More About Tanzania

Aerial View of Dar Es Salaam

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The Indian Ocean from Zanzibar

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A View of Stone Town on Zanzibar

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Mount Kilimanjaro

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China


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How does one describe a country like China? Facts and figures do not adequately measure the immensity of the world’s most populous nation, its third largest by size, and one of its most ancient. Grandiose statistics do not do China justice. China is perhaps best described as “China.” The name itself conjures images of the Great Wall, megapolises, Zodiac calendars and complicated characters, sumptuous cuisine, exotic scenery, manufacturing might, exquisite artisanship, and many more. From the Middle Kingdom to a People’s Republic, China is a dragon both awe-inspiring and fire-breathing that has reawakened from its slumber and is now stretching its wings to reassert itself in the world. Like the 21,196-kilometer (13,171 mile) Great Wall stretching from the Yellow Sea in the east to the far western interior, the breadth of this land is difficult for anyone to fathom. An ever-growing number of foreign tourists flock to popular destinations like Shanghai, Beijing, Xi’an, or Guilin to immerse themselves in the Far East – or so they think – but they have only begun to discover what is truly China. Few ever will, for this dynamic land is always on the move, heading into the future and out of reach of full comprehension.

More About China

The Great Wall

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Pudong District, Shanghai

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Forbidden City, Beijing

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Terracotta Warrior, Xi’an

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Celebrating New Year of the Dragon in China!


My wife Jing, son, and I spent the 2012 Chinese New Year with Jing’s family in Shanghai, China. It was a special New Year’s for us, not only because it ushered in the auspicious Year of the Dragon but also because it marked a first for our family—the first time we had been together with Jing’s family in China for the holiday. My wife had not spent New Year’s with her family in almost two decades, and it would be the first time my son and I joined them. The happy hearts and big smiles of my in-laws when we arrived January 21 foretold a joyous reunion.

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Bataan Death March, Philippines (Video)


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During my 2014 trip to the Philippines, I retraced the route of the infamous Bataan Death March on the Bataan Peninsula on Luzon Island north of Manila. It was fortuitous that I followed the route on the 72nd anniversary of the March.

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After the surrender of the U.S.-Filipino Bataan Defense Force during World War II to the Japanese on April 9, 1942, thousands of American and Filipino prisoners were force marched 102 kilometers from Mariveles and Bagac on the Bataan Peninsula to San Fernando in Pampanga. An estimated 60,000-80,000 Filipino and American prisoners of war endured the seven-day Bataan Death March. Those who made it to San Fernando on April 17, 1942, were loaded onto train cars by the hundreds and transferred by rail to the concentration camp at Camp O’Donell. Approximately 2,500-10,000 Filipino and 100-650 American prisoners of war died  from execution, exhaustion, injury, thirst, malaria, and other causes along the way. Survivors were held prisoner until Japan’s surrender at the end of World War II in September 1945.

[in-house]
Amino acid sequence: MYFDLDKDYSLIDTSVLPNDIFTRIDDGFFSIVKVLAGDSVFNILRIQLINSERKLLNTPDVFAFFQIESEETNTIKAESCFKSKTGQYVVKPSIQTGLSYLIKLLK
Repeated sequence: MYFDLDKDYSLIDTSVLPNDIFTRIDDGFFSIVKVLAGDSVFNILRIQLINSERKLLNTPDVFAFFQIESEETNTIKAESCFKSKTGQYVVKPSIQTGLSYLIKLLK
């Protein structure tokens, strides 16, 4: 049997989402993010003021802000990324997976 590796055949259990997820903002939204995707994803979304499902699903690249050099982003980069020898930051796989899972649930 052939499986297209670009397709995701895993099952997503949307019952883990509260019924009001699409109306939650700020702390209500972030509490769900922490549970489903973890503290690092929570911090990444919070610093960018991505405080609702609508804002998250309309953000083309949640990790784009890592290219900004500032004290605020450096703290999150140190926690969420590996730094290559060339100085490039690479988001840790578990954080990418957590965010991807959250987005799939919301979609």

This video footage shows what the route of the Bataan Death March looks like today.

Route of the Bataan Death March, Philippines

No longer a dirt trail, much of it is now the Bataan Provincial Expressway. It begins at Zero Kilometer Death March Marker (Km 00) Memorial in Mariveles. A second route from Bagac, a district in the interior of Bataan Peninsula where thousands more prisoners were forced marched, merges with the Mariveles branch at Kilometer 23. The highway continues north to San Fernando with dozens of markers and memorials along the way.

Bataan Death March Route

The video begins at Zero Kilometer and follows the Bataan Death March route from kilometer 4 to 13. The shaky cam from an air-conditioned vehicle doesn’t convey what prisoners of war endured during the March, but it will give you a sense of the challenges they faced en route.

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Macau


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Macau is a place of contrasts. Macau, or Macao as it was better known when it was a Portuguese colony, is officially the Macau Special Administrative Region (SAR) of the People’s Republic of China. Like its many names, the SAR is filled with more people, culture, and history than its small size suggests. Sitting on just 29.5 square kilometers (11.39 sq. miles) of land, some of it reclaimed from the Pearl River Delta, Macau has a population of more than 600,000 with a density of more than 18,500 people per square kilometer (48,000 per square mile). Although crowded, its denseness does not seem so much from its small footprint as from its rich and colorful history. The former colony still retains much of its Portuguese and indigenous Cantonese character but has grown more Chinese since its return to China in 1999. As the country’s only destination for legalized gambling, a Portuguese legacy dating back to the 1850s, Macau has become a tourist draw with its growing array of gambling and Las Vegas-style entertainment and conference venues. Nestled amid the grand casinos are neighborhoods steeped in colonial and traditional Chinese heritage. Like its sister across the delta in Hong Kong, Macau is worth highlighting as a semi-autonomous region because of its unique character and heritage.

More About Macau

Ruin of St. Paul’s Cathedral

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Senado Square

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A Skyline View of Macau

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Taipu Village at Night